Forum for Science, Industry and Business

Sponsored by:     3M 
Search our Site:

 

Risk of second cancer after breast cancer

09.12.2005


Women with breast cancer face increased risk of developing a second cancer



A new large-scale study on women with breast cancer found a 25 percent increase in the risk of developing a new non-breast cancer compared to women without cancer. The study, published online December 8, 2005 in the International Journal of Cancer, the official journal of the International Union Against Cancer (UICC), is available via Wiley InterScience.

Breast cancer is the most common cancer among women in developed countries. Due to the high five-year survival rate (77 percent), a considerable number of women have a long-term risk of developing a second cancer. Previous studies have shown a 20-30 percent increased risk for a second cancer in various sites, including the endometrium, ovary, thyroid, lung, soft tissue, blood, skin, stomach and colon, with higher risks among younger patients.


Researchers led by Lene Mellemkjær of the Danish Cancer Society in Copenhagen, Denmark conducted a huge study involving 525,527 patients with breast cancer in 13 cancer registries in Europe, Canada, Australia and Singapore. Records were analyzed for second primary cancers during the period 1943 to 2000, with 133,414 women followed for more than 10 years after the initial diagnosis of breast cancer. The increased risk of a second cancer was seen in many different sites, as shown in earlier studies. "The excess of cancer after a breast cancer diagnosis is likely to be explained by treatment for breast cancer and by shared genetic or environmental risk factors although the general excess of cancer suggests that there may be additional explanations such as increased surveillance and general cancer susceptibility," the authors note.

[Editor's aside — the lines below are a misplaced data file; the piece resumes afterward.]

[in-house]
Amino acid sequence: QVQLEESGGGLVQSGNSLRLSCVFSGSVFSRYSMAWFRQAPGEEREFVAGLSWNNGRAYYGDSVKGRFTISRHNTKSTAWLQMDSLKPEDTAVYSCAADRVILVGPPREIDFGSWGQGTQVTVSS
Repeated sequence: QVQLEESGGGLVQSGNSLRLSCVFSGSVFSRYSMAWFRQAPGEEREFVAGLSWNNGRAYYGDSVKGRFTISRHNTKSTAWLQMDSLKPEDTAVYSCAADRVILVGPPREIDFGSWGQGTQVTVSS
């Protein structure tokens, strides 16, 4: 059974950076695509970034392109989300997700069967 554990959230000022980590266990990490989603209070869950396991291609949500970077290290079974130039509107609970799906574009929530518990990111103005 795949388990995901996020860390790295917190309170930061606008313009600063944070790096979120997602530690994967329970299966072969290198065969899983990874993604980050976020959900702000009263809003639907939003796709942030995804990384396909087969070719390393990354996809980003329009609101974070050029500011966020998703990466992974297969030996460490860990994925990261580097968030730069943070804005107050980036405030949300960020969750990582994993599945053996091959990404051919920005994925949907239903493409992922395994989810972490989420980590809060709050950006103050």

The study found an almost 6-fold increase in the risk of cancer in connective tissue of the thorax and upper limbs, which suggests that radiation therapy, which has been used to treat breast cancer since the beginning of the 20th century, may play a role in developing a second cancer in organs close to the breast. An increased risk of myeloid leukemia was also shown, possibly as a result of chemotherapy. In addition, while previous studies had shown an increased risk of endometrial cancer with the use of tamoxifen, the current study suggests that this may not be entirely due to the drug, since the increased risk was already shown within one year of breast cancer diagnosis, it was shown before 1975 when tamoxifen was rarely used, and an increased risk of breast cancer was also seen after endometrial cancer. Colorectal, kidney and postmenopausal breast cancer appear to share obesity as a risk factor, while ovarian cancer and breast cancer seem to have a genetic predisposition in common. The study found an excess of ovarian cancer already within one year of breast cancer diagnosis, along with an increased risk of breast cancer after ovarian cancer.

"The overall impression from this very large study is that a breast cancer diagnosis has an effect on subsequent cancer risk in general, since so many cancer sites were seen to occur in excess of what was expected," the authors conclude. "The known effects of treatment and common risk factors do not seem to fully explain the excesses."

David Greenberg | EurekAlert!
Further information:
http://www.interscience.wiley.com/journal/ijc

More articles from Health and Medicine:

nachricht Cholesterol-lowering drugs may fight infectious disease
22.08.2017 | Duke University

nachricht Once invincible superbug squashed by 'superteam' of antibiotics
22.08.2017 | University at Buffalo

All articles from Health and Medicine >>>